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'Our mayor is lying': Video shows vaccine 'verification' at music festival praised by Chicago Mayor Lori Lightfoot

Michael Hickey/Getty Images

Chicago Mayor Lori Lightfoot was peppered with backlash over the weekend after permitting hundreds of thousands of people to gather in the Windy City for Lollapalooza, one of the biggest music festivals in the world.

What are the details?

Despite the surge in COVID-19 cases that Democratic leaders say is serious enough to warrant new restrictions and mandates, Lightfoot allowed Lollapalooza to take place over the weekend.

An estimated 400,000 people attend the annual event that spans four days.

To justify hosting the massive festival, attendees were required to either show proof of vaccination or a negative COVID-19 test within 72 hours of the festival. For the unvaccinated, organizers made them wear face masks, but, as the Chicago Tribune reported, "in practice few concertgoers have been seen with one."

Lightfoot claimed that 90% of festival attendees were vaccinated.

"I feel very good about what we've done," she said, the Associated Press reported.

But is that true?

According to one video showing concertgoers enter the event space, Lollapalooza workers stationed at the front gate were hardly checking the vaccination status of those entering.

In fact, as long as someone held out a small, square piece of card stock that resembled the proof-of-vaccination cards, they were allowed entry.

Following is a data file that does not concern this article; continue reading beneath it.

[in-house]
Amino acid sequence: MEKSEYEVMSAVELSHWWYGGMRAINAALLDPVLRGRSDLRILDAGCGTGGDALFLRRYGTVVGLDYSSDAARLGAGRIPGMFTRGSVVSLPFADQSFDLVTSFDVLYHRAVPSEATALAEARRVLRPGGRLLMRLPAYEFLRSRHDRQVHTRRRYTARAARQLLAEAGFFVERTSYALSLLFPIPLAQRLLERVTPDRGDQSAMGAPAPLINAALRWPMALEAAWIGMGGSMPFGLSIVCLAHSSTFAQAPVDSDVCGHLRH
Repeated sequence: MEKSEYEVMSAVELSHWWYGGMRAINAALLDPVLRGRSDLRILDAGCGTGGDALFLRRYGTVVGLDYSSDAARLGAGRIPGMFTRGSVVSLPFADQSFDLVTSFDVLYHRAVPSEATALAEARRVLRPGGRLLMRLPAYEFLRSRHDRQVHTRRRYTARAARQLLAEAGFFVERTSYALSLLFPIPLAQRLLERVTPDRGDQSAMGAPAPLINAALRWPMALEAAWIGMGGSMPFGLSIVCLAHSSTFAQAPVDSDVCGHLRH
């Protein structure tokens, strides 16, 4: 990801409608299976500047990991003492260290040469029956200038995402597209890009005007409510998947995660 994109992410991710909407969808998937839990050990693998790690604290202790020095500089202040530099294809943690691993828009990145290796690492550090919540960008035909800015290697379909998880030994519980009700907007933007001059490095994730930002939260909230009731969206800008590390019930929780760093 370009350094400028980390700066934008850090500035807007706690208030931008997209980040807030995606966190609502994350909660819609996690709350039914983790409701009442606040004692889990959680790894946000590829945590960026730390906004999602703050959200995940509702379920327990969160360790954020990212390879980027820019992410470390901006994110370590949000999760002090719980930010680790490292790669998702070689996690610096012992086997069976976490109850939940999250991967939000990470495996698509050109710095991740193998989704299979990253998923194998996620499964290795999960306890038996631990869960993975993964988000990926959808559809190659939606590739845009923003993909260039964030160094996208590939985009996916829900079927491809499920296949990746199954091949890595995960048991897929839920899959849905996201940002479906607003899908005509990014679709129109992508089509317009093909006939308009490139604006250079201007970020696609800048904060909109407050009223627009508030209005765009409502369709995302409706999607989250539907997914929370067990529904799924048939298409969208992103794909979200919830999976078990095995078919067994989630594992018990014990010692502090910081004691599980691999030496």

"This is how Lori Lightfoot's lollapalooza is checking Vaccination cards & our mayor is lying saying 90% are vaccinated," former mayoral candidate Ja'Mal Greene said.

Dr. Emily Landon, executive medical director for infection prevention and control at the University of Chicago Medical Center, had warned last week that Lollapalooza could cause "wildfires of infection."

"I think a lot of people are going to get COVID at Lollapalooza," she said, WMAQ-TV reported. "The real problem is not so much that a bunch of young people who come into Chicago getting COVID at this event. The real problem is them taking it back to places that have very low vaccination rates."

Anything else?

Perhaps most ironically, Lightfoot threatened last week to implement COVID-related restrictions amid the surge in cases.

"We're not only going to look at a mask mandate, but we're going to look back at other tools that we've been compelled to use," Lightfoot told the New York Times. "I hope we don't get there."

However, following Lollapalooza, Chicago Department of Public Health Commissioner Dr. Allison Arwady sang a completely different tune.

"We have no goal or current plans to close down Chicago again," Arwady said Sunday.

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